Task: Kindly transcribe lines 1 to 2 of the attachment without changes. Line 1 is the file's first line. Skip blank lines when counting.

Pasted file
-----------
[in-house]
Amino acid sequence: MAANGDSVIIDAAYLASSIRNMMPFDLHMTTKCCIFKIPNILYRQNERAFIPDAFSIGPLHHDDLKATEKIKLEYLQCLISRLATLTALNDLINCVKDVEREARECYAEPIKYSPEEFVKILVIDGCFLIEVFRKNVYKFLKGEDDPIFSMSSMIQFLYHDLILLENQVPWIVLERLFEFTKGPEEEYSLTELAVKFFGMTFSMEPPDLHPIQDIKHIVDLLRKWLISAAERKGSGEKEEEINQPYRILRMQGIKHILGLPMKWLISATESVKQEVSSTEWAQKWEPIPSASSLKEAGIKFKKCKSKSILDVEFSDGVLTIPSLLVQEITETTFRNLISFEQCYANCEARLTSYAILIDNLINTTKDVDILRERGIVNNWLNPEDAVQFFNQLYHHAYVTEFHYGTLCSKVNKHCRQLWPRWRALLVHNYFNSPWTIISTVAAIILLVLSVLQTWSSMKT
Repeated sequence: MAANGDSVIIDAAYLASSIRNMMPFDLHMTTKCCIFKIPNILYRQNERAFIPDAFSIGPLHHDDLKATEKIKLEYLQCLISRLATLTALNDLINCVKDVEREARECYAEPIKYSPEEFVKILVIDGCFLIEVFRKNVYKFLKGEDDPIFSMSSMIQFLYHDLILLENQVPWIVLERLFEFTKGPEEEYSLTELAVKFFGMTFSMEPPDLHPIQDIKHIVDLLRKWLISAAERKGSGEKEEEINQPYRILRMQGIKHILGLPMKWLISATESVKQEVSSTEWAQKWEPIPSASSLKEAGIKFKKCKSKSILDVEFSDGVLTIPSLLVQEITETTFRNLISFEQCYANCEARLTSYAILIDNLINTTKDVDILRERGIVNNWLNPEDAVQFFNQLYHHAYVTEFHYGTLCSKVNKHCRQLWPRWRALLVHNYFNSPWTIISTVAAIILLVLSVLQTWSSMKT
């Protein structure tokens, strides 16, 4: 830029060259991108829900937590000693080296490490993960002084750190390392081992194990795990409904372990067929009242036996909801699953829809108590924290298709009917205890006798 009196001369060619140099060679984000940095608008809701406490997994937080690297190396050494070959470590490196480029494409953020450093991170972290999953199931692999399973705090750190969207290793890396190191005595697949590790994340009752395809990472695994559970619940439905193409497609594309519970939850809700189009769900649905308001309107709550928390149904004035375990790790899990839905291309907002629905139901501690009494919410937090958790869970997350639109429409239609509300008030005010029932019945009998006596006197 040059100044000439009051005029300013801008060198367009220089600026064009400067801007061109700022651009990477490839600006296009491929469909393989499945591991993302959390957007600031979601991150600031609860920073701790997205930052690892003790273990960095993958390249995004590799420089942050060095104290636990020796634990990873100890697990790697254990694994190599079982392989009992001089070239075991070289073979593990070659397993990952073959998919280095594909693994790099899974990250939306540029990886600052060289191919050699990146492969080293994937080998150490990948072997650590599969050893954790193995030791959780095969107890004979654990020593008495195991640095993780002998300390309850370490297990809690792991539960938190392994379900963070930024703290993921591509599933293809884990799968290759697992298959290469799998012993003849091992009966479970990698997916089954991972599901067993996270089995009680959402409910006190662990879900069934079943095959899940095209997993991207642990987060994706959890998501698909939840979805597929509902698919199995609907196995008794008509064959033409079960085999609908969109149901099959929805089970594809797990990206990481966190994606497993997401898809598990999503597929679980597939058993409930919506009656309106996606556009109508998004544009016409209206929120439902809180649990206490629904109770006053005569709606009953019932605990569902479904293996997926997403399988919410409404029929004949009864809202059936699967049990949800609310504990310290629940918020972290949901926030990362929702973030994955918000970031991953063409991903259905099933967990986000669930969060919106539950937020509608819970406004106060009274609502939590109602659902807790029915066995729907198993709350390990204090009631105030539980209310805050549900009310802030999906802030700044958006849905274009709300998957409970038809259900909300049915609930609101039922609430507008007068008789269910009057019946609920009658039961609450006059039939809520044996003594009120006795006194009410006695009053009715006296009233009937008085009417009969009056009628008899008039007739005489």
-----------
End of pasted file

[in-house]
Amino acid sequence: MAANGDSVIIDAAYLASSIRNMMPFDLHMTTKCCIFKIPNILYRQNERAFIPDAFSIGPLHHDDLKATEKIKLEYLQCLISRLATLTALNDLINCVKDVEREARECYAEPIKYSPEEFVKILVIDGCFLIEVFRKNVYKFLKGEDDPIFSMSSMIQFLYHDLILLENQVPWIVLERLFEFTKGPEEEYSLTELAVKFFGMTFSMEPPDLHPIQDIKHIVDLLRKWLISAAERKGSGEKEEEINQPYRILRMQGIKHILGLPMKWLISATESVKQEVSSTEWAQKWEPIPSASSLKEAGIKFKKCKSKSILDVEFSDGVLTIPSLLVQEITETTFRNLISFEQCYANCEARLTSYAILIDNLINTTKDVDILRERGIVNNWLNPEDAVQFFNQLYHHAYVTEFHYGTLCSKVNKHCRQLWPRWRALLVHNYFNSPWTIISTVAAIILLVLSVLQTWSSMKT